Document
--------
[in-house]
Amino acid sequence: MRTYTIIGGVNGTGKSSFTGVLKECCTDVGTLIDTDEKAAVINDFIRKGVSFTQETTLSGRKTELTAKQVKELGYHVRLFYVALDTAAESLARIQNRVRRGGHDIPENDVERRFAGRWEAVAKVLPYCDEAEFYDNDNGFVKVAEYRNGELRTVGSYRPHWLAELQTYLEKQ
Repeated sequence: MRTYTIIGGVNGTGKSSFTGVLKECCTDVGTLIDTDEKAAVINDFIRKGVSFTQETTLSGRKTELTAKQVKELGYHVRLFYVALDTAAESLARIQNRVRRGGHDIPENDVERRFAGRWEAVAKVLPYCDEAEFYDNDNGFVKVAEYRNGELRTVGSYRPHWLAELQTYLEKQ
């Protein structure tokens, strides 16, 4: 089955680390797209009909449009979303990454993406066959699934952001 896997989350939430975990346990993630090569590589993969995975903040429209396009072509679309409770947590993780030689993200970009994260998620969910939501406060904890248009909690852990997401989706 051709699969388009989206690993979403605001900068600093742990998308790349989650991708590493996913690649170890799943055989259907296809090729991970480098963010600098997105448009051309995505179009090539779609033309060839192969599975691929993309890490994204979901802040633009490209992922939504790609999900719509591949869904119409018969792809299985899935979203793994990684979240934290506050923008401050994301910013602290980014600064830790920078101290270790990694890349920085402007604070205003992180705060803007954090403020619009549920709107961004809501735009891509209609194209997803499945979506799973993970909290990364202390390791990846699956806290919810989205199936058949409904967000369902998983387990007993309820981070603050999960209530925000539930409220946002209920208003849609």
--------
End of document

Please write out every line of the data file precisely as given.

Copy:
[in-house]
Amino acid sequence: MRTYTIIGGVNGTGKSSFTGVLKECCTDVGTLIDTDEKAAVINDFIRKGVSFTQETTLSGRKTELTAKQVKELGYHVRLFYVALDTAAESLARIQNRVRRGGHDIPENDVERRFAGRWEAVAKVLPYCDEAEFYDNDNGFVKVAEYRNGELRTVGSYRPHWLAELQTYLEKQ
Repeated sequence: MRTYTIIGGVNGTGKSSFTGVLKECCTDVGTLIDTDEKAAVINDFIRKGVSFTQETTLSGRKTELTAKQVKELGYHVRLFYVALDTAAESLARIQNRVRRGGHDIPENDVERRFAGRWEAVAKVLPYCDEAEFYDNDNGFVKVAEYRNGELRTVGSYRPHWLAELQTYLEKQ
């Protein structure tokens, strides 16, 4: 089955680390797209009909449009979303990454993406066959699934952001 896997989350939430975990346990993630090569590589993969995975903040429209396009072509679309409770947590993780030689993200970009994260998620969910939501406060904890248009909690852990997401989706 051709699969388009989206690993979403605001900068600093742990998308790349989650991708590493996913690649170890799943055989259907296809090729991970480098963010600098997105448009051309995505179009090539779609033309060839192969599975691929993309890490994204979901802040633009490209992922939504790609999900719509591949869904119409018969792809299985899935979203793994990684979240934290506050923008401050994301910013602290980014600064830790920078101290270790990694890349920085402007604070205003992180705060803007954090403020619009549920709107961004809501735009891509209609194209997803499945979506799973993970909290990364202390390791990846699956806290919810989205199936058949409904967000369902998983387990007993309820981070603050999960209530925000539930409220946002209920208003849609």